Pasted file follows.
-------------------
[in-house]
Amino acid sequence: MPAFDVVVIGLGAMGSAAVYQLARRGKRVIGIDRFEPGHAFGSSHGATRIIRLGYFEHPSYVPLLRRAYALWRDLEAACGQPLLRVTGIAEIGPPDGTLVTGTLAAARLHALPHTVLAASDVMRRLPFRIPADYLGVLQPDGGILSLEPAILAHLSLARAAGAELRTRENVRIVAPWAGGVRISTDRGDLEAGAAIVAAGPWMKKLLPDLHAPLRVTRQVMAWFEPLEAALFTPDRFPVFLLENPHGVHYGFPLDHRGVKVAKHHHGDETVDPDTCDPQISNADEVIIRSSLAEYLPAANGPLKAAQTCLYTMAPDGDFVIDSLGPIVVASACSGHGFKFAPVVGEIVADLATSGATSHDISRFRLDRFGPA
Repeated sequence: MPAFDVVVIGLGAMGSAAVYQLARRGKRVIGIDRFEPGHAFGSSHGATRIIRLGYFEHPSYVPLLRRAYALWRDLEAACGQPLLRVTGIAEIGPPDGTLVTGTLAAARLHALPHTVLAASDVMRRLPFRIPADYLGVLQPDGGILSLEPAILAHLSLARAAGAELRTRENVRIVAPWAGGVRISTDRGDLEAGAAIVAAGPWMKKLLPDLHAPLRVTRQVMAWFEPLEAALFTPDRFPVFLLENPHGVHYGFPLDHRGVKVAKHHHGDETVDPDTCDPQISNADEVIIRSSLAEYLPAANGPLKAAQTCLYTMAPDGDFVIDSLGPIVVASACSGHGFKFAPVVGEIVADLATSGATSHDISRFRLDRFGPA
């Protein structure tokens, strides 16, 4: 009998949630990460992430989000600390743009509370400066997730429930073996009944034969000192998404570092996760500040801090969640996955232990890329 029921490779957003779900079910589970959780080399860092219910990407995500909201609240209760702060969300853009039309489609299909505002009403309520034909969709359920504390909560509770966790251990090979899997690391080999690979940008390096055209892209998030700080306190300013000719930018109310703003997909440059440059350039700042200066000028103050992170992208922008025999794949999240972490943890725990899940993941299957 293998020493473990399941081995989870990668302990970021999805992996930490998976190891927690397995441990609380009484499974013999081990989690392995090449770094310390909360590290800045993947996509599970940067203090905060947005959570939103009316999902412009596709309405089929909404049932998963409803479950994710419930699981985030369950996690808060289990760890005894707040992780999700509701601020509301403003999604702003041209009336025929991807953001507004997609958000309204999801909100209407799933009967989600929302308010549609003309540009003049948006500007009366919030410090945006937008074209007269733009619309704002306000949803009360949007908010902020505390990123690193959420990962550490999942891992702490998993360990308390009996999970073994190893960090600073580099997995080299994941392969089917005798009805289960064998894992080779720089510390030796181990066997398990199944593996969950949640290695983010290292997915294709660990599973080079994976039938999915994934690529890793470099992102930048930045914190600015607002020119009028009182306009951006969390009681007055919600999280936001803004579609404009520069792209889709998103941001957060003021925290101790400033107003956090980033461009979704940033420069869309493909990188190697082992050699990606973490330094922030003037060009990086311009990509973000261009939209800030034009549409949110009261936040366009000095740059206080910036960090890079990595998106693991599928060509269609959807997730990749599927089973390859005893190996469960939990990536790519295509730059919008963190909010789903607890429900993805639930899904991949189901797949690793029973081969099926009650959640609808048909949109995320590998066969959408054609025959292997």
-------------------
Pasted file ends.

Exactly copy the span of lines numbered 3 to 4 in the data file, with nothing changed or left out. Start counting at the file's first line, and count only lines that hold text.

Repeated sequence: MPAFDVVVIGLGAMGSAAVYQLARRGKRVIGIDRFEPGHAFGSSHGATRIIRLGYFEHPSYVPLLRRAYALWRDLEAACGQPLLRVTGIAEIGPPDGTLVTGTLAAARLHALPHTVLAASDVMRRLPFRIPADYLGVLQPDGGILSLEPAILAHLSLARAAGAELRTRENVRIVAPWAGGVRISTDRGDLEAGAAIVAAGPWMKKLLPDLHAPLRVTRQVMAWFEPLEAALFTPDRFPVFLLENPHGVHYGFPLDHRGVKVAKHHHGDETVDPDTCDPQISNADEVIIRSSLAEYLPAANGPLKAAQTCLYTMAPDGDFVIDSLGPIVVASACSGHGFKFAPVVGEIVADLATSGATSHDISRFRLDRFGPA
């Protein structure tokens, strides 16, 4: 009998949630990460992430989000600390743009509370400066997730429930073996009944034969000192998404570092996760500040801090969640996955232990890329 029921490779957003779900079910589970959780080399860092219910990407995500909201609240209760702060969300853009039309489609299909505002009403309520034909969709359920504390909560509770966790251990090979899997690391080999690979940008390096055209892209998030700080306190300013000719930018109310703003997909440059440059350039700042200066000028103050992170992208922008025999794949999240972490943890725990899940993941299957 293998020493473990399941081995989870990668302990970021999805992996930490998976190891927690397995441990609380009484499974013999081990989690392995090449770094310390909360590290800045993947996509599970940067203090905060947005959570939103009316999902412009596709309405089929909404049932998963409803479950994710419930699981985030369950996690808060289990760890005894707040992780999700509701601020509301403003999604702003041209009336025929991807953001507004997609958000309204999801909100209407799933009967989600929302308010549609003309540009003049948006500007009366919030410090945006937008074209007269733009619309704002306000949803009360949007908010902020505390990123690193959420990962550490999942891992702490998993360990308390009996999970073994190893960090600073580099997995080299994941392969089917005798009805289960064998894992080779720089510390030796181990066997398990199944593996969950949640290695983010290292997915294709660990599973080079994976039938999915994934690529890793470099992102930048930045914190600015607002020119009028009182306009951006969390009681007055919600999280936001803004579609404009520069792209889709998103941001957060003021925290101790400033107003956090980033461009979704940033420069869309493909990188190697082992050699990606973490330094922030003037060009990086311009990509973000261009939209800030034009549409949110009261936040366009000095740059206080910036960090890079990595998106693991599928060509269609959807997730990749599927089973390859005893190996469960939990990536790519295509730059919008963190909010789903607890429900993805639930899904991949189901797949690793029973081969099926009650959640609808048909949109995320590998066969959408054609025959292997």